my $iter;
 {
    my $dt = DateTime->now();
    $iter = Iterator->new( sub
    {
        my $return_value = $dt->clone;
        $dt->add(days => 1);
        return $return_value;
    });
}

Because $dt is lexically scoped to the outermost block, it is not addressable from any code elsewhere in the program. But the anonymous block within the "new" method's parentheses can see $dt. So $dt does not get garbage-collected as long as $iter contains a reference to it.

The code within the anonymous block is simple. A copy of the current $dt is made, one day is added to $dt, and the copy is returned.

You'll probably want to encapsulate the above block in a subroutine, so that you could call it from anywhere in your program:

 sub date_iterator
 {
     my $dt = DateTime->now();
     return Iterator->new( sub
     {
         my $return_value = $dt->clone;
         $dt->add(days => 1);
         return $return_value;
     });
 }

If you look at the source code in Iterator::Util, you'll see that just about all of the functions that create iterators look very similar to the above date_iterator function.

Of course, you'd probably want to be able to pass arguments to date_iterator, say a starting date, maybe an increment other than "1 day". But the basic idea is the same.

The above date iterator is an infinite (well, unbounded) iterator. Let's look at how to indicate that your iterator has reached the end of its sequence of values. Let's write a scaled-down version of irange from the Iterator::Util module -- one that takes a start value and an end value and always increments by 1.

 sub irange_limited
 {
     my ($start, $end) = @_;

     return Iterator->new (sub
     {
         Iterator::is_done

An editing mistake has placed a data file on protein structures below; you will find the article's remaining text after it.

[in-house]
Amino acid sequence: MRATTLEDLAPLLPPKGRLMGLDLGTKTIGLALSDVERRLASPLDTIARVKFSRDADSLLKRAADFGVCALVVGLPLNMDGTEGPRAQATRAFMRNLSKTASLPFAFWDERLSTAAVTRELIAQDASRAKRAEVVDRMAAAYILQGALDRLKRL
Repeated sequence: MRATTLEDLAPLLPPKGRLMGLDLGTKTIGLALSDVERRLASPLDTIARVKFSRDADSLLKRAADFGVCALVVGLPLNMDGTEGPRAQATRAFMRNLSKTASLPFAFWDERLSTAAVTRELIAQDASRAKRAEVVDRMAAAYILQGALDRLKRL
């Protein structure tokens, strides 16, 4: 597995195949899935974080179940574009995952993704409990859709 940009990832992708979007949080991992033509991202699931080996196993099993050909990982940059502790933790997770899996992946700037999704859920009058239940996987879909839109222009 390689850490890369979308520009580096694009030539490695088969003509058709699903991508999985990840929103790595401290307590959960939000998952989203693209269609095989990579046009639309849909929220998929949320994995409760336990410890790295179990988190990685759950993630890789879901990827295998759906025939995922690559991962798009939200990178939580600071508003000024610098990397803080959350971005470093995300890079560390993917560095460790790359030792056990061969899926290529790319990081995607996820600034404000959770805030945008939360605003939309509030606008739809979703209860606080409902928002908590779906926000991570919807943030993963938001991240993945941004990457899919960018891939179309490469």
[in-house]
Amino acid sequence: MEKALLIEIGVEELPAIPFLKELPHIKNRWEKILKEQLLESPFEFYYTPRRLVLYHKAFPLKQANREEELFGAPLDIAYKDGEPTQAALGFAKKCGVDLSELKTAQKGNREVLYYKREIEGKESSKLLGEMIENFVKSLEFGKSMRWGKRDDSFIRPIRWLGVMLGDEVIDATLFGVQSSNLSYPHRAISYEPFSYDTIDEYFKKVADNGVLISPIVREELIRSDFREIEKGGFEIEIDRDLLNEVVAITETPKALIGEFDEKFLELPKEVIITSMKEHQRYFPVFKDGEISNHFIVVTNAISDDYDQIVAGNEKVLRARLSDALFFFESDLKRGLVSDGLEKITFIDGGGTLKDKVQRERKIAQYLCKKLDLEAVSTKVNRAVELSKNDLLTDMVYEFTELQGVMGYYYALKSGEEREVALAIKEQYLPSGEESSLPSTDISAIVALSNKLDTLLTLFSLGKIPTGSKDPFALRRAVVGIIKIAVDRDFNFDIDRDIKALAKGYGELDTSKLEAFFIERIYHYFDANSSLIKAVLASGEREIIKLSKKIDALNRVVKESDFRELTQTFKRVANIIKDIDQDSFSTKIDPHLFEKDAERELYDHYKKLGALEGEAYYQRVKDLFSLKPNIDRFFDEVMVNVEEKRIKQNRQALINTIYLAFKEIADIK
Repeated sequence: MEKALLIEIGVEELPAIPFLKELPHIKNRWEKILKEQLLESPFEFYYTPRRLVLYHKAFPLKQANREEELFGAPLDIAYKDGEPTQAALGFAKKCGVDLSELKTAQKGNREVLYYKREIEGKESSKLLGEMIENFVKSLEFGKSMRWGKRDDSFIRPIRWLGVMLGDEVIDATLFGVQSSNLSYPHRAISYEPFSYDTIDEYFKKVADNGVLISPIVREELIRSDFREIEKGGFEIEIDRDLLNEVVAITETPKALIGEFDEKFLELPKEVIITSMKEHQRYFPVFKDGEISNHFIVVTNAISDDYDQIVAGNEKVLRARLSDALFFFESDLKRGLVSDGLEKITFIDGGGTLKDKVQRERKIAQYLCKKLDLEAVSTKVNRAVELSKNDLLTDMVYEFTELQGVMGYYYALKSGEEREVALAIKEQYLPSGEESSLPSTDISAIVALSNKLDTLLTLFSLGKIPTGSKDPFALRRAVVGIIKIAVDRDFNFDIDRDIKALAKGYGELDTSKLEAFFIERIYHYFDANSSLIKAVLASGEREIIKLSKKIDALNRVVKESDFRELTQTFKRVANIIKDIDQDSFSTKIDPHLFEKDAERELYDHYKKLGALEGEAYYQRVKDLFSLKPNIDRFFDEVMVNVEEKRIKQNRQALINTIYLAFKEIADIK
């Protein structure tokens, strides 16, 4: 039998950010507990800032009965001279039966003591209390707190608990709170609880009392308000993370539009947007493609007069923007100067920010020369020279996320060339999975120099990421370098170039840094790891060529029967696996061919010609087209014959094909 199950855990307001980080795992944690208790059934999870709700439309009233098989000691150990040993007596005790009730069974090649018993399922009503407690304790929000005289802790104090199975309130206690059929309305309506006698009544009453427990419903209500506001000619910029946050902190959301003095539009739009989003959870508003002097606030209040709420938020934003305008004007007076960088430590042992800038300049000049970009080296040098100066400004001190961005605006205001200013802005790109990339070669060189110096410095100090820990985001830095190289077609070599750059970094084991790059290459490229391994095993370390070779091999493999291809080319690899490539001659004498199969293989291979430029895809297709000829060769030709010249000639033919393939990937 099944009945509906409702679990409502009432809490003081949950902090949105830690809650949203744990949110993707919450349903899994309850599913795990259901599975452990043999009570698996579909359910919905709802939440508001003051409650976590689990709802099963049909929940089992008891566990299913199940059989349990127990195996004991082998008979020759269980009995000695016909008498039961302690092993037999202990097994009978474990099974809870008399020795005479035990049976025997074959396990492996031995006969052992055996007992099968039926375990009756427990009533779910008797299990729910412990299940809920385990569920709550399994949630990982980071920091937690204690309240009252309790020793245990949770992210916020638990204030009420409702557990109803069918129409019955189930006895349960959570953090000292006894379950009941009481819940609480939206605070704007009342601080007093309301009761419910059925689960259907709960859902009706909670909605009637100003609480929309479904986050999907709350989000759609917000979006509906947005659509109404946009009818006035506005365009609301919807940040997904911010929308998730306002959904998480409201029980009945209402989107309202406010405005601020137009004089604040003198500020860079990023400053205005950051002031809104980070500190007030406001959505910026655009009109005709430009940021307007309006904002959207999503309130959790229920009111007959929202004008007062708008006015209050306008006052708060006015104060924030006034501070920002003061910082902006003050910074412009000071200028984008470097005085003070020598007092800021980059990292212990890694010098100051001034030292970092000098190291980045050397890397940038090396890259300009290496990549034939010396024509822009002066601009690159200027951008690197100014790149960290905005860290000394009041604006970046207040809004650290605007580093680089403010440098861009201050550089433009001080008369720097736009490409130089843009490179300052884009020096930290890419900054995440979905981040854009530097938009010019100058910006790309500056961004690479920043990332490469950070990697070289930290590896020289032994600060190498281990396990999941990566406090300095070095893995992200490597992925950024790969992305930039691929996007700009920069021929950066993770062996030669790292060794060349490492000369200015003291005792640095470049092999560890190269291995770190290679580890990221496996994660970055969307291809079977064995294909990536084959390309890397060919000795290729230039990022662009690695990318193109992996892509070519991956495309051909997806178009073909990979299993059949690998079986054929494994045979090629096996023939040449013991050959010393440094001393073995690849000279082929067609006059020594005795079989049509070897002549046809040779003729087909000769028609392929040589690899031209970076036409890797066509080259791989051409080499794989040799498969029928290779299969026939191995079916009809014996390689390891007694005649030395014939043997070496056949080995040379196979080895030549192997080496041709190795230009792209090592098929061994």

if $start > $end;

         return $start++;
     });
 }

The iterator itself is very simple (this sort of thing gets to be easy once you get the hang of it). The new element here is the signalling that the sequence has ended, and the iterator's work is done. "is_done" is how your code indicates this to the Iterator object.

You may also want to throw an exception if the user specified bad input parameters. There are a couple ways you can do this.

     ...
     die "Too few parameters to irange_limited"  if @_ < 2;
     die "Too many parameters to irange_limited" if @_ > 2;
     my ($start, $end) = @_;
     ...

This is the simplest way; you just use die (or croak). You may choose to throw an Iterator parameter error, though; this will make your function work more like one of Iterator.pm's built in functions:

     ...
     Iterator::X::Parameter_Error->throw(
         "Too few parameters to irange_limited")
         if @_ < 2;
     Iterator::X::Parameter_Error->throw(
         "Too many parameters to irange_limited")
         if @_ > 2;
     my ($start, $end) = @_;
     ...

EXPORTS ^

No symbols are exported to the caller's namespace.

DIAGNOSTICS ^

Iterator uses Exception::Class objects for throwing exceptions. If you're not familiar with Exception::Class, don't worry; these exception objects work just like $@ does with die and croak, but they are easier to work with if you are trapping errors.

All exceptions thrown by Iterator have a base class of Iterator::X. You can trap errors with an eval block:

 eval { $foo = $iterator->value(); };

and then check for errors as follows:

 if (Iterator::X->caught())  {...

You can look for more specific errors by looking at a more specific class:

 if (Iterator::X::Exhausted->caught())  {...

Some exceptions may provide further information, which may be useful for your exception handling:

 if (my $ex = Iterator::X::User_Code_Error->caught())
 {
     my $exception = $ex->eval_error();
     ...

If you choose not to (or cannot) handle a particular type of exception (for example, there's not much to be done about a parameter error), you should rethrow the error:

 if (my $ex = Iterator::X->caught())
 {
     if ($ex->isa('Iterator::X::Something_Useful'))
     {
         ...
     }
     else
     {
         $ex->rethrow();
     }
 }

REQUIREMENTS ^

Requires the following additional module:

Exception::Class, v1.21 or later.

SEE ALSO ^

THANKS ^

Much thanks to Will Coleda and Paul Lalli (and the RPI lily crowd in general) for suggestions for the pre-release version.

AUTHOR / COPYRIGHT ^

Eric J. Roode, roode@cpan.org

Copyright (c) 2005 by Eric J. Roode. All Rights Reserved. This module is free software; you can redistribute it and/or modify it under the same terms as Perl itself.